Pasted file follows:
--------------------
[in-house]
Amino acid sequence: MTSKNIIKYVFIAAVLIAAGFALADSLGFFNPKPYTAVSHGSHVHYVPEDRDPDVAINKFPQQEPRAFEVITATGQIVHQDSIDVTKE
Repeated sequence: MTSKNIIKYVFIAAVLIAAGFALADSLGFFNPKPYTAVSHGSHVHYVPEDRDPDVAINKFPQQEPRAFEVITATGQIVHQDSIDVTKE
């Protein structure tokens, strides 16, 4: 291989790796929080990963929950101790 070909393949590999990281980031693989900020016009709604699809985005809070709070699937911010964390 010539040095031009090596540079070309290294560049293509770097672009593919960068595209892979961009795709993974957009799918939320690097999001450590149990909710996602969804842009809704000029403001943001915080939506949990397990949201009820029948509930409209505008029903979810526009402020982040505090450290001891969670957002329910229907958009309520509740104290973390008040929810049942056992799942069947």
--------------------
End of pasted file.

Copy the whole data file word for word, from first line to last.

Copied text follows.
[in-house]
Amino acid sequence: MTSKNIIKYVFIAAVLIAAGFALADSLGFFNPKPYTAVSHGSHVHYVPEDRDPDVAINKFPQQEPRAFEVITATGQIVHQDSIDVTKE
Repeated sequence: MTSKNIIKYVFIAAVLIAAGFALADSLGFFNPKPYTAVSHGSHVHYVPEDRDPDVAINKFPQQEPRAFEVITATGQIVHQDSIDVTKE
């Protein structure tokens, strides 16, 4: 291989790796929080990963929950101790 070909393949590999990281980031693989900020016009709604699809985005809070709070699937911010964390 010539040095031009090596540079070309290294560049293509770097672009593919960068595209892979961009795709993974957009799918939320690097999001450590149990909710996602969804842009809704000029403001943001915080939506949990397990949201009820029948509930409209505008029903979810526009402020982040505090450290001891969670957002329910229907958009309520509740104290973390008040929810049942056992799942069947």